Posts

Showing posts from August, 2019

Who is Jonathan Scrivener? Who am I?

Image
All the protagonists (except its narrator) have met him, all imagine, even if the acquaintance was brief, to have understood him but do they and what is the meaning of Scrivener appointing a man he has never met as his secretary?

This secretary, James Wrexham, is the narrator of Claude Houghton's imaginative, beautifully paced, and ultimately mysterious novel: 'I am John Scrivener'.

Wrexham trapped in a 'dead-end' job and enfolded in a lonely life sees an advertisement for the job of secretary to a man of means. He applies, is appointed without ever meeting his employer, who has gone abroad, and takes up residence in Scrivener's London flat, soon he finds himself immersed in the lives of four people, all meaningfully different, (two women, two men) whose lives have been influenced in unsettling ways by interaction with Scrivener and all of whom want to see him again.

The novel unfolds in the London of the 1920s as Wrexham's pursuit of understanding Scriven…

Mystics of the Imagination

Image
Does consciousness evolve and, if so, in what way and with what implications for our understanding of, say, a religious tradition’s development over time? A tradition that, in this case, is, at least, from a Western’ perspective, atrophying? Either retreating to the redoubt of a cognitively dissonant ‘fundamentalism’ or flattened out to a thin liberal version of the secular with morally ‘uplifting’ stories attached. Can it yet be something other than these two alternatives and can a re-imagination through the lens of an evolution of consciousness help?
Owen Barfield thought it could. Barfield was one of the Inklings that remarkable group of Christian intellectuals and authors of whom C.S. Lewis and J.R. Tolkien were the most famous members. They sought to renew a living sense of Christian tradition that would stand the test of its times and for whom the critical keys were rigorous thought and compelling imagination.
Barfield’s discovery was that our collective experience of life change…

The Gifts of Mary

Image
"Soon after Mary's Assumption (of 1830) I visited Father Seraphim. He was alone in his cell. He began to speak about the lives of saints who during their lifetime have been granted different graces, including visions, and had even shared in appearances of the Queen of Heaven.  Unexpectedly he asked me, 'Have you a handkerchief?' I handed him one. He spread it out and placed some small biscuits in it, of a whiteness I had never seen before. 'I have had a visit from a queen, and that is what was leftover.' He said that so merrily and cheerfully, and his face had a transfigured expression such as I could never describe. Then he knotted the handkerchief, gave it to me and said, 'Go home, father, taste a biscuit, and give some to your wife and when you go to the 'orphans' (the sisters at the mill) give each of them three biscuits."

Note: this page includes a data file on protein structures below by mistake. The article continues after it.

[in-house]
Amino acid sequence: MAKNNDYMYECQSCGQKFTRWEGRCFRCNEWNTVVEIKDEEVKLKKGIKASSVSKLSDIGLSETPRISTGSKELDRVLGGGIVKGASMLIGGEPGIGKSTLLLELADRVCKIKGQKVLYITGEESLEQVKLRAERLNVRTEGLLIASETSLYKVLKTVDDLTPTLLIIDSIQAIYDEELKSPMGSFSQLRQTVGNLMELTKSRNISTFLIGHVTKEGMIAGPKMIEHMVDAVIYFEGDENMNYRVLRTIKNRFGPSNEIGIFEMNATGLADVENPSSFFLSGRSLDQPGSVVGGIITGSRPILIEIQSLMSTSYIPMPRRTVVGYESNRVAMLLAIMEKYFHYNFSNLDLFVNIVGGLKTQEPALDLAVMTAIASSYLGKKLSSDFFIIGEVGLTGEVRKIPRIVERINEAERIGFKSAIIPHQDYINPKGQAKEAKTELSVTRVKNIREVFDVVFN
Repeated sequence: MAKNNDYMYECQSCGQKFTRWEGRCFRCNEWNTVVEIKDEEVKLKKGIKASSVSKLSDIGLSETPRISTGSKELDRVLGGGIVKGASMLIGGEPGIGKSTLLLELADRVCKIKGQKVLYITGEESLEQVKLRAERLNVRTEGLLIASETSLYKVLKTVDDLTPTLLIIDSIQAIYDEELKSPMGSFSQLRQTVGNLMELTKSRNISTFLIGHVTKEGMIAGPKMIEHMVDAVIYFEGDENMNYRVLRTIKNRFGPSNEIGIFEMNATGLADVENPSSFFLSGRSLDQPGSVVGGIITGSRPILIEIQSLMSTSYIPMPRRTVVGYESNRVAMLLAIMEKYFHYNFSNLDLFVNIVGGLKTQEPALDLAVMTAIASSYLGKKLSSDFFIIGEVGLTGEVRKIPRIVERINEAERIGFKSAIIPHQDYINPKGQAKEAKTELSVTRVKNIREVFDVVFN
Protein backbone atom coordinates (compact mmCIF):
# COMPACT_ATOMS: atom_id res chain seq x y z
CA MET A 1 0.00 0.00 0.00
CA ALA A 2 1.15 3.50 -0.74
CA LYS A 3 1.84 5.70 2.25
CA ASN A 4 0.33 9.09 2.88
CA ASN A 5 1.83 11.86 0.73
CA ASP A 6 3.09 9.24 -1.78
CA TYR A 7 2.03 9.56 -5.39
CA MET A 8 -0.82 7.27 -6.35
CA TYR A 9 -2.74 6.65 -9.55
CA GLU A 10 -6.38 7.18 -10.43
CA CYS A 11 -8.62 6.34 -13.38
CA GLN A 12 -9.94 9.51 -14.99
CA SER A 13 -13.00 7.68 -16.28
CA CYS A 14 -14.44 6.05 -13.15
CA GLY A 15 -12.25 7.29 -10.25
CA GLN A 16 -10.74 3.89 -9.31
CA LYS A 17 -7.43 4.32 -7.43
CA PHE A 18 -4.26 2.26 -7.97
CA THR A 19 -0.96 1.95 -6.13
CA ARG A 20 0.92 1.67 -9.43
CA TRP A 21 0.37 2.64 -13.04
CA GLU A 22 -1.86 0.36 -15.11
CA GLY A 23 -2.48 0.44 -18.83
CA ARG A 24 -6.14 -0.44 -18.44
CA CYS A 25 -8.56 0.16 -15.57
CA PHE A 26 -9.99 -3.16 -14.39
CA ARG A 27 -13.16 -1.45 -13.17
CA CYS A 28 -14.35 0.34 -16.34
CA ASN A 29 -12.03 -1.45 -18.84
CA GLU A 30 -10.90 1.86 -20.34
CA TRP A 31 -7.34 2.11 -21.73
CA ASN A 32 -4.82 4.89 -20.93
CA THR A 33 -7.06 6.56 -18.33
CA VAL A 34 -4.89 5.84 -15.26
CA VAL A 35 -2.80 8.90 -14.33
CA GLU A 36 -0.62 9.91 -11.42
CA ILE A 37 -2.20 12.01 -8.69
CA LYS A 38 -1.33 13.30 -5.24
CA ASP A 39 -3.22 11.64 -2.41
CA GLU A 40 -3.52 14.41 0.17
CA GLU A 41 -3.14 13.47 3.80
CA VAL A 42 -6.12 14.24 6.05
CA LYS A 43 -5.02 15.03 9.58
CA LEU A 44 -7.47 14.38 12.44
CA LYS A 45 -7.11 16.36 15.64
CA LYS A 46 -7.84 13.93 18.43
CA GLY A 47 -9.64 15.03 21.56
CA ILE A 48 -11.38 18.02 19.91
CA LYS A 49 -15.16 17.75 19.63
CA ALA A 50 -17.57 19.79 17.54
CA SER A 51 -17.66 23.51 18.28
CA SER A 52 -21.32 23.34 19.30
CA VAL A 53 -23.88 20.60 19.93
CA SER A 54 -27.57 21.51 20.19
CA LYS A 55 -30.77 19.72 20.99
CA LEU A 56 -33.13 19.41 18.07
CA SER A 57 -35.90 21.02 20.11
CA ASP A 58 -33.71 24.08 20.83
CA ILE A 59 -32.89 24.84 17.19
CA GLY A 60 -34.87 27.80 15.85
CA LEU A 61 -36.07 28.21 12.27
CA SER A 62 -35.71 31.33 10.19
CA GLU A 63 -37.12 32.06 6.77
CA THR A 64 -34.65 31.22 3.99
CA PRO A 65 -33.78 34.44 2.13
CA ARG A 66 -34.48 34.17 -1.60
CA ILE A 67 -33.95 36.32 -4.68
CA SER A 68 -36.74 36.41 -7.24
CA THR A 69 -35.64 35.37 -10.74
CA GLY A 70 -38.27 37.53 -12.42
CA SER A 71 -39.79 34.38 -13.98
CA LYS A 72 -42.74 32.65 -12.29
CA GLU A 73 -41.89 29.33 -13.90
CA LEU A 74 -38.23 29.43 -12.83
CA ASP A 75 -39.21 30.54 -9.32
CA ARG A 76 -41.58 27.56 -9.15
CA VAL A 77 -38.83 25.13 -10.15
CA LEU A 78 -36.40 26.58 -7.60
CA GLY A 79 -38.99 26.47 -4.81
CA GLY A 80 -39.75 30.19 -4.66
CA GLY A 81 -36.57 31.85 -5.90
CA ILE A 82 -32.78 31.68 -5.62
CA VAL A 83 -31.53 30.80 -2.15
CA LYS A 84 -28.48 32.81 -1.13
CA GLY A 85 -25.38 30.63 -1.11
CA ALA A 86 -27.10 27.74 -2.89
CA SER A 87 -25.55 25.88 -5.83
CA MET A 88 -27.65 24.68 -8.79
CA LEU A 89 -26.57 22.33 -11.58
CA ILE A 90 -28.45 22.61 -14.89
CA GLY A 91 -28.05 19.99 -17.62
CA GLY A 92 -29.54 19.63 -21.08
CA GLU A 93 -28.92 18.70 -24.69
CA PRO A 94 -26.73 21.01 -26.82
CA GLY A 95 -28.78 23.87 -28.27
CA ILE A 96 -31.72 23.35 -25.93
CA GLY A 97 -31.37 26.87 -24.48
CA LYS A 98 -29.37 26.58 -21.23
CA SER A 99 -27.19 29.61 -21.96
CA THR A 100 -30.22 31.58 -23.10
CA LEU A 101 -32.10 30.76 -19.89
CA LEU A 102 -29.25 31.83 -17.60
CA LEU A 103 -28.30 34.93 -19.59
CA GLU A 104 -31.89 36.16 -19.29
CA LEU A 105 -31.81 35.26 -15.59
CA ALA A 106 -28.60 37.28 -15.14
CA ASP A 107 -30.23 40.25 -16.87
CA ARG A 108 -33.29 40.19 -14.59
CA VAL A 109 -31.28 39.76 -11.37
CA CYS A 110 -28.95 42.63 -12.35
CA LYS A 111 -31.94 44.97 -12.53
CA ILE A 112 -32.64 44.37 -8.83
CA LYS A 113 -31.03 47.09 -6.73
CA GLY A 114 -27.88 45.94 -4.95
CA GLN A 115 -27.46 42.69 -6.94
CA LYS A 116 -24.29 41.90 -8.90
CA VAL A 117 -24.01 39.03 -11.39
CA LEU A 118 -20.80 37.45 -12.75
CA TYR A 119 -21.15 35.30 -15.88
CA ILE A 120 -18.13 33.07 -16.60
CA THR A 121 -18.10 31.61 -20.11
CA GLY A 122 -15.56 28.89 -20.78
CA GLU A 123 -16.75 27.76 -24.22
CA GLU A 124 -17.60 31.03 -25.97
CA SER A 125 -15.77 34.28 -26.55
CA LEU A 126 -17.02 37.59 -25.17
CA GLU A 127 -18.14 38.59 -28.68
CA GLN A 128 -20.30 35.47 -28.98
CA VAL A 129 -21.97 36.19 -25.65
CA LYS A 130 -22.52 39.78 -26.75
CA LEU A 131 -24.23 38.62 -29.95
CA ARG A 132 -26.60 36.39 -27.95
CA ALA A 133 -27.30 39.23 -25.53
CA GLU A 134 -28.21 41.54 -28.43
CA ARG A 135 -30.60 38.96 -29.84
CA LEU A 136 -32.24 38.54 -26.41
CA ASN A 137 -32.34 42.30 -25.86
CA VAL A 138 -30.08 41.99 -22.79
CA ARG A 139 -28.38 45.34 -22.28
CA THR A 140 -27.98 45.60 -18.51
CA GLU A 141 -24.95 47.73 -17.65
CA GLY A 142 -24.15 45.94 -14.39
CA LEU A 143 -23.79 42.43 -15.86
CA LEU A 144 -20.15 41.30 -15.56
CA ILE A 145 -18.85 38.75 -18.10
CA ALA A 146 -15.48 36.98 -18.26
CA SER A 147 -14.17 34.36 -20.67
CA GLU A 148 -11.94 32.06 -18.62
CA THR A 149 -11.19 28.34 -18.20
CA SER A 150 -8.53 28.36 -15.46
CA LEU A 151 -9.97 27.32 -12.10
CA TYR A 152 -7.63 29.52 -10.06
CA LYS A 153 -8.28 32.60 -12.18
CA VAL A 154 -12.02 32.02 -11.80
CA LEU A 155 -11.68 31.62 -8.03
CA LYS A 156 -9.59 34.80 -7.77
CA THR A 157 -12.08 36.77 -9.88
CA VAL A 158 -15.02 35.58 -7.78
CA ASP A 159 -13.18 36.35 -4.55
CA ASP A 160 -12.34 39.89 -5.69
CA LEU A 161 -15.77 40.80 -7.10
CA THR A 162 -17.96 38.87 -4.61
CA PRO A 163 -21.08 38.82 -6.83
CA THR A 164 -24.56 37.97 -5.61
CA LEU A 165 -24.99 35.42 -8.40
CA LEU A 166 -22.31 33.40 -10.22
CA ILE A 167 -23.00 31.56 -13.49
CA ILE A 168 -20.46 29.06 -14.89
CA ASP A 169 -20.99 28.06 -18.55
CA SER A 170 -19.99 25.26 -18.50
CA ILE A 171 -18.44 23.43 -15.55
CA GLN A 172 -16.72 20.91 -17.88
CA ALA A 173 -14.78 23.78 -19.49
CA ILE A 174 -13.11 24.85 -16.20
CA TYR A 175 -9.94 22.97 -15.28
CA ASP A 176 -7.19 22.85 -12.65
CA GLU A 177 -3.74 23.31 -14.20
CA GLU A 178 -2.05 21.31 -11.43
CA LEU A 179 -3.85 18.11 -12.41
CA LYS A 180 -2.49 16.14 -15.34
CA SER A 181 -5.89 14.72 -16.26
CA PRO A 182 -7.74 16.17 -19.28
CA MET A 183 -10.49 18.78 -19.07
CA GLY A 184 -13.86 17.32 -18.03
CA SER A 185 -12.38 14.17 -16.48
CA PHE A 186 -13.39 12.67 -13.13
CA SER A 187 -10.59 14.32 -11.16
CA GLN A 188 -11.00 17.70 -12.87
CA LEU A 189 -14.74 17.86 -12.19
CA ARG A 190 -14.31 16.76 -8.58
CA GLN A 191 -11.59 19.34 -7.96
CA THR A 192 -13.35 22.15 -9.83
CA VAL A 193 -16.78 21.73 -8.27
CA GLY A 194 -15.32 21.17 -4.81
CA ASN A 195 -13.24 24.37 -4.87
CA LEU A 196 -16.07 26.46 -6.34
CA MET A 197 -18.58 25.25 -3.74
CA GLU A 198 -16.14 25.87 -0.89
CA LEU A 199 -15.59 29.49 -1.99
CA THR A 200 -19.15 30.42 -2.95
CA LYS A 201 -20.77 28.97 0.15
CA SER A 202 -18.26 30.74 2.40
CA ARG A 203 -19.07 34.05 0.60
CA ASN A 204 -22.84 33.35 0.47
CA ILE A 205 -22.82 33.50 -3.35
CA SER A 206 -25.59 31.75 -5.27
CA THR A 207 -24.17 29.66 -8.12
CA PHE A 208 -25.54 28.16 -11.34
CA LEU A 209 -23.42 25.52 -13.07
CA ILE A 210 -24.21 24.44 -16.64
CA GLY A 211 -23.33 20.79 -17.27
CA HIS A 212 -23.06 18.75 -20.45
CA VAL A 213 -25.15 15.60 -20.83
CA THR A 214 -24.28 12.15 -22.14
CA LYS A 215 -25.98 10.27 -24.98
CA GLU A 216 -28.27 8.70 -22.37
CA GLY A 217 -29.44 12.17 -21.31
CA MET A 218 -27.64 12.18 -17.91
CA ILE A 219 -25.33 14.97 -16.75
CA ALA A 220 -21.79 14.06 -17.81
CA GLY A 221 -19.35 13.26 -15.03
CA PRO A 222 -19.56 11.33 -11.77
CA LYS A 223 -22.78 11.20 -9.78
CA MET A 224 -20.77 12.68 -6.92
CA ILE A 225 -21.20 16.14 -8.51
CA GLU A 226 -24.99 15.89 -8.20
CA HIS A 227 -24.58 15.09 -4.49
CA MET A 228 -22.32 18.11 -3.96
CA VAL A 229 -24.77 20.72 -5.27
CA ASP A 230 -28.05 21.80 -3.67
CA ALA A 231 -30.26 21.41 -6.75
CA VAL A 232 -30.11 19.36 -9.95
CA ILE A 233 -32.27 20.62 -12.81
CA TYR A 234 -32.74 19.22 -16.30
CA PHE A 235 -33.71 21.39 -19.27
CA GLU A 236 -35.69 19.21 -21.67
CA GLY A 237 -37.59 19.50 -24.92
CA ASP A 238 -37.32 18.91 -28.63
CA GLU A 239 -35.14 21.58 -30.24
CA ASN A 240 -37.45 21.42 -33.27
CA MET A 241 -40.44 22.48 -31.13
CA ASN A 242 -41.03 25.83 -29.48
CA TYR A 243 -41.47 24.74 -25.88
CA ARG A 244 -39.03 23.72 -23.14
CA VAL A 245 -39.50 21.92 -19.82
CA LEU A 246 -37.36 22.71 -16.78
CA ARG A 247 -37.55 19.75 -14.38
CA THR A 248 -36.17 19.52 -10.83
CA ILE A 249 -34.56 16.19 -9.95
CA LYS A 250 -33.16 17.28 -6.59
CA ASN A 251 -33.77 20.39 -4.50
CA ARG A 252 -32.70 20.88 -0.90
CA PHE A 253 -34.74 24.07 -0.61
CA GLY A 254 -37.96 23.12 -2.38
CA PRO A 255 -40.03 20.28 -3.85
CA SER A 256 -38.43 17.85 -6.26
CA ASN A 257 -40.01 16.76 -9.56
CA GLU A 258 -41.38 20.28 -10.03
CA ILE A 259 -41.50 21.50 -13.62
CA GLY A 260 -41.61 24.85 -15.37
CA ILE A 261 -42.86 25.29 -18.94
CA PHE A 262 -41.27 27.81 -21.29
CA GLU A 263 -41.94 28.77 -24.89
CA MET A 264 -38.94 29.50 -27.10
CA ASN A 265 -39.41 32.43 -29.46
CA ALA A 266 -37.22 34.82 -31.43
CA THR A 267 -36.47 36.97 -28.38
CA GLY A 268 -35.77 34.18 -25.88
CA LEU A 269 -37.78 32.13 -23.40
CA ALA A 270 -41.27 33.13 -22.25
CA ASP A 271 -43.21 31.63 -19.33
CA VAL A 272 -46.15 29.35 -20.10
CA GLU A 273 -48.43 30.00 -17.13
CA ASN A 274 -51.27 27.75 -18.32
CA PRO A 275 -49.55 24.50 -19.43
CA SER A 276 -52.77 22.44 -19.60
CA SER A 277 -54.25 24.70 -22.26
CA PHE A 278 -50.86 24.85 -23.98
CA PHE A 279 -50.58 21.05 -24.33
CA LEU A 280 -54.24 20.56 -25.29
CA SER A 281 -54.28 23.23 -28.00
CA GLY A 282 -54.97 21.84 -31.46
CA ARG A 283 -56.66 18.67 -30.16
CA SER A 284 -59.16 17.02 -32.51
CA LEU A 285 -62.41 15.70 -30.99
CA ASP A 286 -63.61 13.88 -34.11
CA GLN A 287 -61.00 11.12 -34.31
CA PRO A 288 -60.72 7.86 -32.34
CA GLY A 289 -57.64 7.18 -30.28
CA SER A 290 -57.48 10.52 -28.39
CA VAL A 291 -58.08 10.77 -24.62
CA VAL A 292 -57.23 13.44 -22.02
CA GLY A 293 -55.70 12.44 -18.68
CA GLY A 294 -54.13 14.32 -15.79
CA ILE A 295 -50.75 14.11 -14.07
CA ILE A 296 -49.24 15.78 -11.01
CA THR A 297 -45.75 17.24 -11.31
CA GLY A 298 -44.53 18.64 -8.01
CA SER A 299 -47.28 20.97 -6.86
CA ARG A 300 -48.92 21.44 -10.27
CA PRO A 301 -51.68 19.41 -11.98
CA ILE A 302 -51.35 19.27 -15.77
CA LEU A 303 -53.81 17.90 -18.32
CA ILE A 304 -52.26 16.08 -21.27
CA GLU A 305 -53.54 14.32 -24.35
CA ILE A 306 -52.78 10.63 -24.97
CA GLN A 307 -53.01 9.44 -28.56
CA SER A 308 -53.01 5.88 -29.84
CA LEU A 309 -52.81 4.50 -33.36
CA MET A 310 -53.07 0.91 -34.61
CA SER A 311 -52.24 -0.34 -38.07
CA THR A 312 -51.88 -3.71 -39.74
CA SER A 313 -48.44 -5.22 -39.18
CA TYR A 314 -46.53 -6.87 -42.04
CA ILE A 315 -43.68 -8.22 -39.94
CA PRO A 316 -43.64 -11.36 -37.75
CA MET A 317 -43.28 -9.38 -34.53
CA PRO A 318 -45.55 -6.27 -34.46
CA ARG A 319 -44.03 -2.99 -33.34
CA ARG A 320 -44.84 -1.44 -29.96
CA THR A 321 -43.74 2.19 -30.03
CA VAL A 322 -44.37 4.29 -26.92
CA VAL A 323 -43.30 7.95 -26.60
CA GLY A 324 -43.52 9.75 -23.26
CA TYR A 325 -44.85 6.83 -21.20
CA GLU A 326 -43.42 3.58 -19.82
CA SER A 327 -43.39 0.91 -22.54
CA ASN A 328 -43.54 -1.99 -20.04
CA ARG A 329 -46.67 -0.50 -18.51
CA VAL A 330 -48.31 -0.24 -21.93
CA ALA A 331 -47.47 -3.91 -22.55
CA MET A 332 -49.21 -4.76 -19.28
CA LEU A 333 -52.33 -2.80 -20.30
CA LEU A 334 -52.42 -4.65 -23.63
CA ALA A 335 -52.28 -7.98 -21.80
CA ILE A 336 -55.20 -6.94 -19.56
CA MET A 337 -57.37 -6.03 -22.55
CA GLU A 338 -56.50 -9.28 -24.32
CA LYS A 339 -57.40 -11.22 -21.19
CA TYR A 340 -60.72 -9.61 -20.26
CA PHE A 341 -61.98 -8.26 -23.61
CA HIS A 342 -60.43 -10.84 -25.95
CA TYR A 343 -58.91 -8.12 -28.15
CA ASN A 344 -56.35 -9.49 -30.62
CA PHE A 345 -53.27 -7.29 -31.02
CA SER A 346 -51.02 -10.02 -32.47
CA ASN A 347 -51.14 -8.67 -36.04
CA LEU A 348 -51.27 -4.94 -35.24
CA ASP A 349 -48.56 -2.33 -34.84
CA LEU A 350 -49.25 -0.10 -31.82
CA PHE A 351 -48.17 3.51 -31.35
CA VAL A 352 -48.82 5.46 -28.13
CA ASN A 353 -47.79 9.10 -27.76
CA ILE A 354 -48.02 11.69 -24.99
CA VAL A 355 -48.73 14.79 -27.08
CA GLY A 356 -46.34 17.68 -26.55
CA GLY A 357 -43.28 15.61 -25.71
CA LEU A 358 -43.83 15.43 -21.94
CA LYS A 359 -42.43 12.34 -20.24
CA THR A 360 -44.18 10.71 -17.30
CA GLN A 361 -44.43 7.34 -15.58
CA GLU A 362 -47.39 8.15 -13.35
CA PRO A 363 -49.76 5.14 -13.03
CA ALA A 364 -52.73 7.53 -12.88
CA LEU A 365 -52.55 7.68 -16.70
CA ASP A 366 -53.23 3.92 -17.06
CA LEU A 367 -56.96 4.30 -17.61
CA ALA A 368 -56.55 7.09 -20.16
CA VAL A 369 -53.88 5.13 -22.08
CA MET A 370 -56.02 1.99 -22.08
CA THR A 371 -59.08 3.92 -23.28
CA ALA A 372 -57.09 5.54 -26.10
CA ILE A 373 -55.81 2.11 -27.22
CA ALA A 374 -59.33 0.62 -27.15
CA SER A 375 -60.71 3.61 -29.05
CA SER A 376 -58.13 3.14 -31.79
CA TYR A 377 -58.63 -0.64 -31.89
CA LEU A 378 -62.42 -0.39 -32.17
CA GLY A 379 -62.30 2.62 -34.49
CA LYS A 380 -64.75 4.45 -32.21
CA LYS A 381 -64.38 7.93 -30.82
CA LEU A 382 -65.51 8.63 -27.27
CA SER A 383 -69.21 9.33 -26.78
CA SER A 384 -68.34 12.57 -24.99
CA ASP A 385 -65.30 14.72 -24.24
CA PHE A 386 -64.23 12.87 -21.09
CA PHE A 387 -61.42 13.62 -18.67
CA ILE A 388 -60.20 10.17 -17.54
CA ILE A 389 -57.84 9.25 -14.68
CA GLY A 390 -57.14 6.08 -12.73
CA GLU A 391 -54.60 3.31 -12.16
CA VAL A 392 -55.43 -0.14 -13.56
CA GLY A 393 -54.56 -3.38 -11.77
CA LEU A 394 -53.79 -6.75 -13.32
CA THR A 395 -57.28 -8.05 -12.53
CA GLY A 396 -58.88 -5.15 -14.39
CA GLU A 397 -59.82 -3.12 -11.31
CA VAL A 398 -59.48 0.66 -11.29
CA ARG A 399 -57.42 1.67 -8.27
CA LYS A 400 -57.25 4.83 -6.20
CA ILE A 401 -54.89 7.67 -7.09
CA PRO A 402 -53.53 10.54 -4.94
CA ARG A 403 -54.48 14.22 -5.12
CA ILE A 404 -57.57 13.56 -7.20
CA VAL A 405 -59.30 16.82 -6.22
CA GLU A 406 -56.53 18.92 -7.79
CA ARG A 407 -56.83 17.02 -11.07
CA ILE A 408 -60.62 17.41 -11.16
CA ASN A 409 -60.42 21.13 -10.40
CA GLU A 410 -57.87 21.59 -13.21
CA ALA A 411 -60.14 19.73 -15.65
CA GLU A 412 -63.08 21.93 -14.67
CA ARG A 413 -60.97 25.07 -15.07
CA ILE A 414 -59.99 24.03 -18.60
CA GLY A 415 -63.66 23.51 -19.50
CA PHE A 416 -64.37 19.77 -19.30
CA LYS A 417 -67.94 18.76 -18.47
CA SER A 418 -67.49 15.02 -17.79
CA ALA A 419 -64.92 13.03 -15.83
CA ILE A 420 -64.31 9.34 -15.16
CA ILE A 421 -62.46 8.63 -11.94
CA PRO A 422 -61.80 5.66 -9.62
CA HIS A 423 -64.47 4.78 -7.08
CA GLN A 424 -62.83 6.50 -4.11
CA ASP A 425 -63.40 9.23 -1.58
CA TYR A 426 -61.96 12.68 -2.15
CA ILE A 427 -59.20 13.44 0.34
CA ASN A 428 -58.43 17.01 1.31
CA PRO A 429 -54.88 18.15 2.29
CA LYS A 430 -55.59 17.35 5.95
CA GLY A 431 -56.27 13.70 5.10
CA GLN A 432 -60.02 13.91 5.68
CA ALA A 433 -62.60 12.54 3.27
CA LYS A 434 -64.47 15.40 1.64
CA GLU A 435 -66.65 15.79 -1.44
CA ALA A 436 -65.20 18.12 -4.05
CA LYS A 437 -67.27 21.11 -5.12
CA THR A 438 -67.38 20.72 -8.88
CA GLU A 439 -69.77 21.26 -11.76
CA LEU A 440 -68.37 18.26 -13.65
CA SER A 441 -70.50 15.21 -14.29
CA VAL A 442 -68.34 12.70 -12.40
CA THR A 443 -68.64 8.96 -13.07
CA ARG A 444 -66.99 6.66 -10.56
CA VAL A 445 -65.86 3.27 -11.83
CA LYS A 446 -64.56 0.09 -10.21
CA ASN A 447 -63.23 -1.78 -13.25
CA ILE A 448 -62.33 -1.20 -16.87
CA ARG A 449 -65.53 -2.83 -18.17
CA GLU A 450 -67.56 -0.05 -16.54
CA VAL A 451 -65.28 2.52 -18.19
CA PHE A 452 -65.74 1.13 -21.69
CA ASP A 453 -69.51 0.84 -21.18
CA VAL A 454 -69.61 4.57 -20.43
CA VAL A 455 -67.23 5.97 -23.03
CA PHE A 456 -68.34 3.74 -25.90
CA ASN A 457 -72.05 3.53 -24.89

Seraphim is Saint Seraphim of Sarov and this is one of Fr Vasily Sadovsky's, who was chaplain to the community of…

The Story and the Fable: The imaginative journey of a poet

Image
The Orkney visionary poet, Edwin Muir, subscribed to the image of childhood enfolded in the work of Thomas Traherne,  Henry Vaughan and Wordsworth - that there is a time of prelapsarian innocence when the world is seen whole, holy, when the differentiation between self and environment, I and world has not become fixed, me in here in my bag of skin, it out there, that, however, beautiful and necessary, is yet not mine. We come, said Wordsworth, bearing clouds of glory and for Traherne all the world is my possession, as it is of every other immersed soul, until that is the vision fades. Inevitably for Wordsworth, provisionally for Traherne believing, as he did, it could be recovered anew.
Muir owed this commitment to his own magical childhood on Orkney, growing up on a succession of rented farms as the youngest child.  It is a world memorably and beautifully evoked in his "Autobiography'' that I have been re-reading. As Peter Butter points out in his introduction, this vis…